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Top sleuth is dumped

July 4, 1996

Despite the fact that his bureau solved three major homicides last month and achieved the highest arrest and the highest clearance rate of solved homicides in 40 years, Charles Reuther was formally dumped yesterday as chief of detectives.

The 61-year-old Reuther's white-haired scalp had been sought for the past year by the NYPD's dark prince, Chief of Department Louis Anemone.

Reuther will be succeeded by Patrick Kelleher, who for the past year and a half headed the Internal Affairs Bureau and who'd served under Reuther in three separate commands, the last as Reuther's number two in Manhattan Borough South.

Police Commissioner Howard Safir made no public announcement of these key department changes. Instead, reporters were informed that Safir would respond to questions about the changes following a mayoral news conference at City Hall.

There, Safir announced sparely that Reuther had done "a good job," but gave no reason for his removal. Instead, he said Reuther would head what he mistakenly termed the newly created Criminal Justice Bureau. Actually, the unit has been around for some time. It is currently headed by the former Bronx borough commmander Rafael Pineiro, who'd also been dumped there at Anemone's direction.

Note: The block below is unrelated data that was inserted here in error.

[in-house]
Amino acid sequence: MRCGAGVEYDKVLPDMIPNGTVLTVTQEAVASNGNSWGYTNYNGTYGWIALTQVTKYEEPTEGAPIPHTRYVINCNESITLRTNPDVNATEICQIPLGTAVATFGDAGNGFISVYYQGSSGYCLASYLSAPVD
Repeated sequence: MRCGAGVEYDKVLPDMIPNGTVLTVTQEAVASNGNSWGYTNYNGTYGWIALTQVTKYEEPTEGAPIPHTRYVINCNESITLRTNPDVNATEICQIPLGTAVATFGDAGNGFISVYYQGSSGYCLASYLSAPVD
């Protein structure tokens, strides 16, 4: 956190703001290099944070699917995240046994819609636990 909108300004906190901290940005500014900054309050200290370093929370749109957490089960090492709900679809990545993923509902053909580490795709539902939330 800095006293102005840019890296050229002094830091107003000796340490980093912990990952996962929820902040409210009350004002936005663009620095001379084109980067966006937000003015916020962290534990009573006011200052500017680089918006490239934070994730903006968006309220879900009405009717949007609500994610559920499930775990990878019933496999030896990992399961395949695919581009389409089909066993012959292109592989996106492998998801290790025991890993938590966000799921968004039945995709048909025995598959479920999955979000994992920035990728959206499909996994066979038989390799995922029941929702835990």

That bureau, which had been under Anemone's command, will now be placed under First Deputy Commisioner Tosano Simonetti. Simonetti sat among the spectators in the audience while Safir and Anemone sat on the podium with Mayor Rudolph Giuliani.

Meanwhile, the notorious Cold Case Squad, begun under former Commissioner William Bratton's deputy Jack Maple to embarrass the detective bureau, will be folded into the bureau's Warrants Squad, Safir said. Under Maple, the squad was under Anemone's command.

Printable versionOn the podium yesterday, Anemone sat next to Safir, in uniform and wearing glasses. "It softens the image," he said of the specs.

Asked about reports that he was responsible for Reuther's removal, he said, "I don't have a devious bone in my body."

While Reuther wanders off-stage, Anemone's role in the department appears pre-eminent, after some anxious earlier moments. Despite rumors that he'd tangled with both Safir and Simonetti, the new commissioner is said to respect Anemone's energy and effectiveness.

Kelleher, who never appeared particularly comfortable heading IAB, called his transfer to the Detective Bureau "a dream come true." At IAB, working literally around the clock, he supervised the investigation of the NYPD's Washington, D.C., rampage, in which scores of drunken cops reportedly terrorized guests and trashed a half-dozen Washington hotels.

"It was a watershed event," said Kelleher. "We had to prove ourselves." Six cops were suspended over the incident.

As for Reuther, the 6-foot-tall, 40-year veteran said only of his new job, "I look forward to the new challenge."

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© 1996 Newsday, Inc. Reprinted with permission.